Link to enlarge K6042 (Las Bocas - Ceramic Vessel) THE FOUNDATION RESEARCH DEPARTMENT

History of the Mexicans as Told by Their Paintings
Translated and edited by Henry Phillips Jr.
Read before the American Philosophical Society, October 19, 1883
Proceedings of the American Philosophical Society XXI:616-651, 1883.
Edited by Alec Christensen

Table of Contents


Chapter   1
Chapter   2
Chapter   3
Chapter   4
Chapter   5
Chapter   6
Chapter   7
Chapter   8
Chapter   9
Chapter 10
Chapter 11
Chapter 12
Chapter 13
Chapter 14
Chapter 15
Chapter 16
Chapter 17
Chapter 18
Chapter 19
Chapter 20
Chapter 21
Chapter 22
Chapter 23

Notes 1-16
Note 17
Note 18
Notes 19-48
Notes 49-62
CHAPTER 8TH. [p.622]

Of what happened after the Sun and Moon were made.

One year after the sun was made, which was the first of the third thirteen after the deluge, Camasale, one of the four gods, went to the eighth heaven, and created four men and one woman for a daughter, so that they should go to war, that there should be hearts for the sun and blood for it to drink; and being made they fell into the water, and then returned to heaven, and as they fell and there ensued no war, the next year, which was the second of the third thirteen, the same Camasale, or as he is sometimes called Mixcoatl, took a rod and struck with it on a rock from which sallied forth forty [623] Chichimecas, 26 and this they say was the beginning of the Chichimecas, which we call Otomis, which in the language of Spain signifies mountaineers, and these, as we shall narrate hereafter, were the inhabitants of this country before the Mexicans came to conquer, and to dwell there and in the eleven years following of this third thirteen, Camasale 27 did penance, taking the thorns of the maguëy and drawing blood from his tongue and ears, and for this reason it is the custom to draw blood from such places with the thorns whenever they supplicate the gods. He did this penance so that his four sons and daughter that he had created in the eighth heaven should descend and slay the Chichimecas, so that the sun should have hearts to eat; and in the eleventh year of the third thirteenth, down came the four sons and the daughter, and placed themselves in some trees whence they fed eagles; and now it was that the Camasale invented the wine of the maguëy and other kinds of wines in which the Chichimecas busied themselves, and knew nothing better than drunkenness; and being in the trees the sons of Camasale, they were seen by the Chichimecas, who went to them, so they descended from the trees, and slew all the Chichimecas, only three escaping; one was called Ximbel, another Mimichil, and the third was the Camasale, the god who had created them, and who transformed himself into a Chichimeca. In the eighth year of the fourth thirteen after the deluge there was a great noise in the heaven from whence there fell a deer with two heads, and Camasale caused it to be caught, and ordered the men who then inhabited Cuitlalavaca, three leagues distant from Mexico, that they should capture that deer and regard it as a god, and they did so, and they gave it for four years to eat of rabbits and vipers and butterflies; and in the eighth year of the fourth thirteen Camasale had a war with some of his adjoining neighbors, and in order to conquer them he took the aforesaid stag and carrying it to them overcame them; and in the second year of the fifth thirteen did this same god Camasale celebrate a festival in heaven, making many fires; and until there was completed the fifth thirteen after the deluge did Camasale keep on continuously making war, and with it he gave nutriment to the sun.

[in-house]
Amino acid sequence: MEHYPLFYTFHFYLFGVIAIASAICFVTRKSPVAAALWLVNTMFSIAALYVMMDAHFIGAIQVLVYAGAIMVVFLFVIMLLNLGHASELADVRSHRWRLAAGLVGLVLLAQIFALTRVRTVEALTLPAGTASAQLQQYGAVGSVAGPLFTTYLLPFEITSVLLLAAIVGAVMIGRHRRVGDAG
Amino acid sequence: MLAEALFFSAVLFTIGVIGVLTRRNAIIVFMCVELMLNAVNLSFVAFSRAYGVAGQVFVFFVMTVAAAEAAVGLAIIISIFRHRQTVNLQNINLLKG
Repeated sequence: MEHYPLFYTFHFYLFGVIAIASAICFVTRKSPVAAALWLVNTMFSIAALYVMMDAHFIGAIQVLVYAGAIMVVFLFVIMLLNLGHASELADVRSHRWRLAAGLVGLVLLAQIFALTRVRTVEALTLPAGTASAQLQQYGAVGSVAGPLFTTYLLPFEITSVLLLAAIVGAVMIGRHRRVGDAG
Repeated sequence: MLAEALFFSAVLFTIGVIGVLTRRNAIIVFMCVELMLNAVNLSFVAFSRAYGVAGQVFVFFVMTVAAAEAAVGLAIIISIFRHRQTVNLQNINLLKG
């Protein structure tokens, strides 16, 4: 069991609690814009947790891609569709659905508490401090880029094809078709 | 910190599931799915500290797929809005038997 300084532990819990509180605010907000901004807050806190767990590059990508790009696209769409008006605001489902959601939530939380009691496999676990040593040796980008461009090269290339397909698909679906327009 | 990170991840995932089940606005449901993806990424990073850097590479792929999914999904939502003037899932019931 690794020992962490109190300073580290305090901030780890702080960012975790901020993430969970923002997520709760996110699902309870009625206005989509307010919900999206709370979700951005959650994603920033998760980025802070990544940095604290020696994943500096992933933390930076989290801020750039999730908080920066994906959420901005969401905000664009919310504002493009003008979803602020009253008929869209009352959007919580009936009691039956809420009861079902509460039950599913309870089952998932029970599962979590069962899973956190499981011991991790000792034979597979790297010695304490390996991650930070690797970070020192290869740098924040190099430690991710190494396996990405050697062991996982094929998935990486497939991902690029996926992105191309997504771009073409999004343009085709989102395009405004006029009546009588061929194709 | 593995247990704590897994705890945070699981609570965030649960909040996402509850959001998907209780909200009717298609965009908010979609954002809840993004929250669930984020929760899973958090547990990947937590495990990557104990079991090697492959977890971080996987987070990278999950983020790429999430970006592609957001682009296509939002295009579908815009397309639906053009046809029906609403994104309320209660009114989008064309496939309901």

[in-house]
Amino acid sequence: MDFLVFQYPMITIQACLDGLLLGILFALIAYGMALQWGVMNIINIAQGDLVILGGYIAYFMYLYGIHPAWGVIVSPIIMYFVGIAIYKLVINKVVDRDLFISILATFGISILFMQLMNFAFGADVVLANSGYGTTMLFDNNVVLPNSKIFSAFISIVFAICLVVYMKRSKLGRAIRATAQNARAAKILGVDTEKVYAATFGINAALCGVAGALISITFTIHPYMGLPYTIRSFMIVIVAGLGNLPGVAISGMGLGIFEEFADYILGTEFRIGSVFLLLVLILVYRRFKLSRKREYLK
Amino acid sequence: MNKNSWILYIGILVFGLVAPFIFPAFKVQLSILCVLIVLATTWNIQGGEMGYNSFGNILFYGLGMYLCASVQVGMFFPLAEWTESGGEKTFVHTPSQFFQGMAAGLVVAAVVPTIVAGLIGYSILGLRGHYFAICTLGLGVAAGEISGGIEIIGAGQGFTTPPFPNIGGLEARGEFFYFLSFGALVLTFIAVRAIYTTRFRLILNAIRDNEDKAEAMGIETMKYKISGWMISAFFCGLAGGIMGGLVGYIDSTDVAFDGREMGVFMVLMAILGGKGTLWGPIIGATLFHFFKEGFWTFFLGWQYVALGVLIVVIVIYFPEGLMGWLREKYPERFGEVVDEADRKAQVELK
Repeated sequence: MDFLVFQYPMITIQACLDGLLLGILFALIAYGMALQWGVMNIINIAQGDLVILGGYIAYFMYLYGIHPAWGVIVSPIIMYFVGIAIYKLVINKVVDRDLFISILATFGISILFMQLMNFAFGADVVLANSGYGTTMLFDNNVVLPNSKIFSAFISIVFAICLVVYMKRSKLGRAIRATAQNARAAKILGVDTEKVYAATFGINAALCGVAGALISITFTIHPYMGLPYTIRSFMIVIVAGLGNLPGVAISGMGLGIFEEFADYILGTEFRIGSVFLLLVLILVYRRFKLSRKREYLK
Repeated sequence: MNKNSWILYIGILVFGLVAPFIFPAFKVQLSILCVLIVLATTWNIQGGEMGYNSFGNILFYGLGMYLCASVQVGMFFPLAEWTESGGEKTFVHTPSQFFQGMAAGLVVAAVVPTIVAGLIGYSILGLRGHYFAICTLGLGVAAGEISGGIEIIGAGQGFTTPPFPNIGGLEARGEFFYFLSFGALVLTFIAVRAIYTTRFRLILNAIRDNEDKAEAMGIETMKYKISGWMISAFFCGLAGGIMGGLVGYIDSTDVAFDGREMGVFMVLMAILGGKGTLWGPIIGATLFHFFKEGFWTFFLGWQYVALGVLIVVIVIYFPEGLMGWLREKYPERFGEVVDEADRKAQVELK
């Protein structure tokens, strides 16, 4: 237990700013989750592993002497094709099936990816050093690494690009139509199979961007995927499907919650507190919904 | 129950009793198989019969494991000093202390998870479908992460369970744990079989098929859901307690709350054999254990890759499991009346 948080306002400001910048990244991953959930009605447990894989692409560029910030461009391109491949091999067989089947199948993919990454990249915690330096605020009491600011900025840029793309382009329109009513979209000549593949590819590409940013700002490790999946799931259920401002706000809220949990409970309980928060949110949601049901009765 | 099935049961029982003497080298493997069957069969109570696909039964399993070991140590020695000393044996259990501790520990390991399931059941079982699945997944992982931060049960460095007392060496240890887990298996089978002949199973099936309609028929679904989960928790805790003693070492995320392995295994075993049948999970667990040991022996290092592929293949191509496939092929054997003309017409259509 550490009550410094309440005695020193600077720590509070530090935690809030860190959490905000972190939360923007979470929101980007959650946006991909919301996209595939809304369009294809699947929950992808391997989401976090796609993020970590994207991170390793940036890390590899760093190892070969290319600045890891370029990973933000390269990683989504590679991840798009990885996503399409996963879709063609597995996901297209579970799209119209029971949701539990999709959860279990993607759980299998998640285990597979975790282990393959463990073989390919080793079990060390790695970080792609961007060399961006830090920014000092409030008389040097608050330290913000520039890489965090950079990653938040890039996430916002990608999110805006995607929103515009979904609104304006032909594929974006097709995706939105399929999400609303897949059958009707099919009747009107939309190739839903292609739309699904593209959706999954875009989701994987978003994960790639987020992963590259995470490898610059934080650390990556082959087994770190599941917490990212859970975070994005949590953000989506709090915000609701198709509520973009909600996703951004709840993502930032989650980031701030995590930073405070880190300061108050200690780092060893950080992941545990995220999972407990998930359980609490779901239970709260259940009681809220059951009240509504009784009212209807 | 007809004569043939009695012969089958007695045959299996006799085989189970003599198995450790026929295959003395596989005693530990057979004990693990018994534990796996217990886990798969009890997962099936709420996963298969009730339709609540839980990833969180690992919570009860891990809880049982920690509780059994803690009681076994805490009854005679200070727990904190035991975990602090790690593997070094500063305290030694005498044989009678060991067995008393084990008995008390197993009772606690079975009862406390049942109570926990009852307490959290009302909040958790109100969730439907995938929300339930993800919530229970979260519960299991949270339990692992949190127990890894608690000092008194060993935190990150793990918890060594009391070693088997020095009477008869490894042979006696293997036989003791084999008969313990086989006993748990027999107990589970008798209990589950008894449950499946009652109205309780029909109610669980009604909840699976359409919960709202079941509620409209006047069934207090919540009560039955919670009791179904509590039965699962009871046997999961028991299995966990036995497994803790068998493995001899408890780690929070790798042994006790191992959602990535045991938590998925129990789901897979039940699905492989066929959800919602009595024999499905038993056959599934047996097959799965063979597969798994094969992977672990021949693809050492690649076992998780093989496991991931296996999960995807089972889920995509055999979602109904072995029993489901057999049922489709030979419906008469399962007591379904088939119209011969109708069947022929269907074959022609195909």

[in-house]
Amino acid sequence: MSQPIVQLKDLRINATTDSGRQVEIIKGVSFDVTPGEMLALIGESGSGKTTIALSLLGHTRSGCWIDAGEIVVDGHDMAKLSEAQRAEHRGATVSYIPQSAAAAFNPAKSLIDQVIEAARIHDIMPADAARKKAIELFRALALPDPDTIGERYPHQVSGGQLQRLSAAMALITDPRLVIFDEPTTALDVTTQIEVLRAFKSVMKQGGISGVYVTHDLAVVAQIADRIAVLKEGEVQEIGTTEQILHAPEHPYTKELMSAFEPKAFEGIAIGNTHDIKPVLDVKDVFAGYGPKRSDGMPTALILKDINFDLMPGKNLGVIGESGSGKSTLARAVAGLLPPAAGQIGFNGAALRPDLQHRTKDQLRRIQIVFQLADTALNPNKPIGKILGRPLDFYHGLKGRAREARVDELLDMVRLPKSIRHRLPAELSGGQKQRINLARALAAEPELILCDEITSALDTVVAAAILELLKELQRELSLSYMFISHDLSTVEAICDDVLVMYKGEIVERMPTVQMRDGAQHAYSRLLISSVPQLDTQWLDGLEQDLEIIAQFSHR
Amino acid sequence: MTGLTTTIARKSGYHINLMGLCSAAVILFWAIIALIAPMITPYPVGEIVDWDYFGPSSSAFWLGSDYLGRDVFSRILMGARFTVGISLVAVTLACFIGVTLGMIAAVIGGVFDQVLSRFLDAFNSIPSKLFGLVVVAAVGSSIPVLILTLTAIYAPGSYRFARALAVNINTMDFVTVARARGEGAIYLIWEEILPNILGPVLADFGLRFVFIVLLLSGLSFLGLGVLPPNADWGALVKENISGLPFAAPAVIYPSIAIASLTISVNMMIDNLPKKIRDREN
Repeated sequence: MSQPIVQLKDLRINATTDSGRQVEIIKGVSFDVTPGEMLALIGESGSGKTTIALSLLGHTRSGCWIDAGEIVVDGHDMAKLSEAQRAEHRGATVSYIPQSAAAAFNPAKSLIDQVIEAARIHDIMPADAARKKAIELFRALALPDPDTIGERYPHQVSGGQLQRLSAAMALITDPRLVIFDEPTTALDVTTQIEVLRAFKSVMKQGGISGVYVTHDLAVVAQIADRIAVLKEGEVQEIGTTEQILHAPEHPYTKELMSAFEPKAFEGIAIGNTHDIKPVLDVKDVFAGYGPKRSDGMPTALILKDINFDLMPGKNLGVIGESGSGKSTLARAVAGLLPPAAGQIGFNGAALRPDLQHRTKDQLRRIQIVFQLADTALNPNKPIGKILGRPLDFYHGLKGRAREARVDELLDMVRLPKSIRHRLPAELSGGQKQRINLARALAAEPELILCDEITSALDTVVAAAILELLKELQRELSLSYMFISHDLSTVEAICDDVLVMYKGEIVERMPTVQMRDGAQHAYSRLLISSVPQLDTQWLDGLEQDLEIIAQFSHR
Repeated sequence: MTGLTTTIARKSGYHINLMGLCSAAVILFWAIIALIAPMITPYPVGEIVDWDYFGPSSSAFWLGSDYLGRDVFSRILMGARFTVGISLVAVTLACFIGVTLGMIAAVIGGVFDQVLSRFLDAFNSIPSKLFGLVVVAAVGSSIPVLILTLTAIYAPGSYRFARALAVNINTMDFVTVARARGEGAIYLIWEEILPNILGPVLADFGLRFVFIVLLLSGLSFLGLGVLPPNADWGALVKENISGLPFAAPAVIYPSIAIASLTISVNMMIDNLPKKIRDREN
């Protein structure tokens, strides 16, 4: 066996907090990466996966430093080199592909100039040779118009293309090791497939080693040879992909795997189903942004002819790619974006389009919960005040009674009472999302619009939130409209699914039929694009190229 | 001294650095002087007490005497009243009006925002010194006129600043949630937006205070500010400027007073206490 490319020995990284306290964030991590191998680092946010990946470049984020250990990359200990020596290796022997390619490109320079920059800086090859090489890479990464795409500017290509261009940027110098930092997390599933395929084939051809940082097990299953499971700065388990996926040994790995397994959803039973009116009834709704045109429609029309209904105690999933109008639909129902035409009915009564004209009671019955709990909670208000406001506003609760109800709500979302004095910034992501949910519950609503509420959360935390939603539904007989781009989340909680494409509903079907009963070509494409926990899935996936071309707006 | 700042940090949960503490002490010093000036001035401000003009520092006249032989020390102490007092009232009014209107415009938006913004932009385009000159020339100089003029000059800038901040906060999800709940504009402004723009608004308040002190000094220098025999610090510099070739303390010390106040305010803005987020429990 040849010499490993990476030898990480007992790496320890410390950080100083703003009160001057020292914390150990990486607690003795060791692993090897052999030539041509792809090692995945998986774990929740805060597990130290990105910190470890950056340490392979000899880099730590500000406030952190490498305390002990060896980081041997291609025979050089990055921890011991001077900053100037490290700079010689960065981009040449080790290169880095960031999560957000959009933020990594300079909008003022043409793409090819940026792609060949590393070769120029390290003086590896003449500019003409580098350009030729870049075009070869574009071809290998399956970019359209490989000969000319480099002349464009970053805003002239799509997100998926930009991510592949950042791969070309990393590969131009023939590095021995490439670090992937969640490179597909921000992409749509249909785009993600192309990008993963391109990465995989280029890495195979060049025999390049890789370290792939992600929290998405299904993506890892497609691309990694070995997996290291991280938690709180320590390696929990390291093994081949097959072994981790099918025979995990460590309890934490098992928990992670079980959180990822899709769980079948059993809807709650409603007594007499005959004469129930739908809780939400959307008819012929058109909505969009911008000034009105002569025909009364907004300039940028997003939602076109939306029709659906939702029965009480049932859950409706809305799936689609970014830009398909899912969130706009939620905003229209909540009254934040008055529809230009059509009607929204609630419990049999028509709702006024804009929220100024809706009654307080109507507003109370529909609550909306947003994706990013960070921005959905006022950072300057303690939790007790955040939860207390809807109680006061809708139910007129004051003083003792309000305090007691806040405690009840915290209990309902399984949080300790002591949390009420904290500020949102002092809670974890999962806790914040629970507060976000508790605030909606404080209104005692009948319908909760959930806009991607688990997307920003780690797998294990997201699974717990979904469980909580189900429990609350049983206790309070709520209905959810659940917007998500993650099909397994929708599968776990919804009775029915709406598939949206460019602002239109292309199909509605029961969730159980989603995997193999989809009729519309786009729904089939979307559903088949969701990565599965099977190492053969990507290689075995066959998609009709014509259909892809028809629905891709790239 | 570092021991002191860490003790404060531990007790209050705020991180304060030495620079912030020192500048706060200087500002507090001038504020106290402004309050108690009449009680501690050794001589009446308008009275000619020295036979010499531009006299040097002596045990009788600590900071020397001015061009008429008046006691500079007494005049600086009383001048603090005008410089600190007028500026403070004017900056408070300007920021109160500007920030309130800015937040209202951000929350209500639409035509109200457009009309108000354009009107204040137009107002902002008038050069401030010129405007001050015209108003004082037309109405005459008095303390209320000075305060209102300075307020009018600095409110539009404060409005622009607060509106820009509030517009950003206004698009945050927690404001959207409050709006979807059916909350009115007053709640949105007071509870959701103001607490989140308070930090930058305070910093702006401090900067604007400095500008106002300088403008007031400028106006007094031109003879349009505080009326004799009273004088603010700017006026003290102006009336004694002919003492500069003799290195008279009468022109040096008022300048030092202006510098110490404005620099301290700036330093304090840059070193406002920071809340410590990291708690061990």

They say, and the paintings likewise show it, that in the first year of the sixth thirteen the Chichimecas waged war against Camasale, and took away his deer, through which he was enabled to be victorious; and the reason why he lost it was that while wandering about the field he fell in with a female relation of Tezcatlipuca, a descendant of the five women whom he had made at the time when he created the 400 men which latter died, but the females remained alive, and this one was descended from them, and bore a son who was known as Ceacalt; 28 and in this thirteen they represent that afterwards when Çeacalt (sic) was a youth he did seven years of penance, wandering alone through the mountains, and drawing blood from himself that the gods might make him a mighty warrior. And in the sixth thirteen after the deluge began, this Çeacalt to wage war, and he was the first lord of Tula whose inhabitants chose him for their chief on [624] account of his valor. This Çeacalt lived until the second year of the ninth thirteen, being lord of Tula, and four years before that time he built a very large temple in Tula, and when he had done it there came to him Tezcatlipuca, who told him, that towards Honduras, in a place which is now called Tlapalla, there was a house built for him, and that there he should betake himself and breathe his last, for that he must go away from Tula, 29 in which town Çeacalt was reverenced as a god; to what Tezcatlipuca said to him, he replied that the heavens and the stars had told him that it was his fate to leave there within four years. And so when these four years were completed, he departed and took with him all the Maceguales of Tula, and left them at the city of Chulula, whence are descended all its inhabitants, and others he left in the province of Cuzcatan, whence descends the present population of that place, and in the very same manner he left behind him in Çempoal others who settled there, and he proceeded on his journey till he reached Tlapala (sic), and on the very day in which he arrived there he fell ill, and on the day following he died. Then Tula remained depopulated, and without a lord nine years.


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